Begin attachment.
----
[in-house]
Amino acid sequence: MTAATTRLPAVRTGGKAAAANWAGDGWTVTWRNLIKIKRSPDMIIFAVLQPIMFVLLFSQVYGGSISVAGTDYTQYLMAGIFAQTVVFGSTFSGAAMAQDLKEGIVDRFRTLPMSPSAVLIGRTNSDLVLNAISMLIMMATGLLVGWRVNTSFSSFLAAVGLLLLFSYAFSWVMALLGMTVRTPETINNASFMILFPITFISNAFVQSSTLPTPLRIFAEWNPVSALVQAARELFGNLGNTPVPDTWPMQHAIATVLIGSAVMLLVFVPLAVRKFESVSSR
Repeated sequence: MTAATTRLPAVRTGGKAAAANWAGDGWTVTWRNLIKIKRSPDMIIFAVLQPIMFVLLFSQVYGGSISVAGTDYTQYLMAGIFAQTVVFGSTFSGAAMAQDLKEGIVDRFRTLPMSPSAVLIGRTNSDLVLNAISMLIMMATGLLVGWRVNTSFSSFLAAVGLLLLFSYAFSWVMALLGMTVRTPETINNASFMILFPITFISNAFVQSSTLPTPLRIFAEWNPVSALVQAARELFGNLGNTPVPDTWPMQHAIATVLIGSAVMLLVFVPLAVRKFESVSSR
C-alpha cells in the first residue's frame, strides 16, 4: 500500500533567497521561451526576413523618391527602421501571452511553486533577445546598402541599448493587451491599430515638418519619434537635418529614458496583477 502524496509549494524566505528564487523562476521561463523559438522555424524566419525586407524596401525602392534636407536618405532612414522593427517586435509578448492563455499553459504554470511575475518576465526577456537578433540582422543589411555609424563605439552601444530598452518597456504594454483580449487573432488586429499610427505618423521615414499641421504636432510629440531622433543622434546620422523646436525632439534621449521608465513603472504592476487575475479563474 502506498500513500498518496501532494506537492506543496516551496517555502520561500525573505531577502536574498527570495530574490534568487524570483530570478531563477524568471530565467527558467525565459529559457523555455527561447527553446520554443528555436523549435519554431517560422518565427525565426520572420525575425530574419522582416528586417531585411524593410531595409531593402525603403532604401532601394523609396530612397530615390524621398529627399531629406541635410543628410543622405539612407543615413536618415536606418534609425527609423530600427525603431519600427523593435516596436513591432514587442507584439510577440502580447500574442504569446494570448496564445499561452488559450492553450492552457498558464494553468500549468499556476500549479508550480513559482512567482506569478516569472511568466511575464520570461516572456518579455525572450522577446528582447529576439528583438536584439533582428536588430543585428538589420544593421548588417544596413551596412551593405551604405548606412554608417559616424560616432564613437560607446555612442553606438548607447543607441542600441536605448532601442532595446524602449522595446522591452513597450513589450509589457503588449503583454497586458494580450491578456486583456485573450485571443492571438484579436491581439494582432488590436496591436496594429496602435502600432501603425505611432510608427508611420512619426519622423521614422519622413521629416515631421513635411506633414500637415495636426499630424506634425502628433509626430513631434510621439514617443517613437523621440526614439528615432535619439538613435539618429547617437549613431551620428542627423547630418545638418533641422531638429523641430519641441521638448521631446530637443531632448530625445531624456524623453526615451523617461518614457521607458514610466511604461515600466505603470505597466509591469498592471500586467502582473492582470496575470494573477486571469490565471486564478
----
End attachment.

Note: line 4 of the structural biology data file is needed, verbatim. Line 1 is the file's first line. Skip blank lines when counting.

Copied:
C-alpha cells in the first residue's frame, strides 16, 4: 500500500533567497521561451526576413523618391527602421501571452511553486533577445546598402541599448493587451491599430515638418519619434537635418529614458496583477 502524496509549494524566505528564487523562476521561463523559438522555424524566419525586407524596401525602392534636407536618405532612414522593427517586435509578448492563455499553459504554470511575475518576465526577456537578433540582422543589411555609424563605439552601444530598452518597456504594454483580449487573432488586429499610427505618423521615414499641421504636432510629440531622433543622434546620422523646436525632439534621449521608465513603472504592476487575475479563474 502506498500513500498518496501532494506537492506543496516551496517555502520561500525573505531577502536574498527570495530574490534568487524570483530570478531563477524568471530565467527558467525565459529559457523555455527561447527553446520554443528555436523549435519554431517560422518565427525565426520572420525575425530574419522582416528586417531585411524593410531595409531593402525603403532604401532601394523609396530612397530615390524621398529627399531629406541635410543628410543622405539612407543615413536618415536606418534609425527609423530600427525603431519600427523593435516596436513591432514587442507584439510577440502580447500574442504569446494570448496564445499561452488559450492553450492552457498558464494553468500549468499556476500549479508550480513559482512567482506569478516569472511568466511575464520570461516572456518579455525572450522577446528582447529576439528583438536584439533582428536588430543585428538589420544593421548588417544596413551596412551593405551604405548606412554608417559616424560616432564613437560607446555612442553606438548607447543607441542600441536605448532601442532595446524602449522595446522591452513597450513589450509589457503588449503583454497586458494580450491578456486583456485573450485571443492571438484579436491581439494582432488590436496591436496594429496602435502600432501603425505611432510608427508611420512619426519622423521614422519622413521629416515631421513635411506633414500637415495636426499630424506634425502628433509626430513631434510621439514617443517613437523621440526614439528615432535619439538613435539618429547617437549613431551620428542627423547630418545638418533641422531638429523641430519641441521638448521631446530637443531632448530625445531624456524623453526615451523617461518614457521607458514610466511604461515600466505603470505597466509591469498592471500586467502582473492582470496575470494573477486571469490565471486564478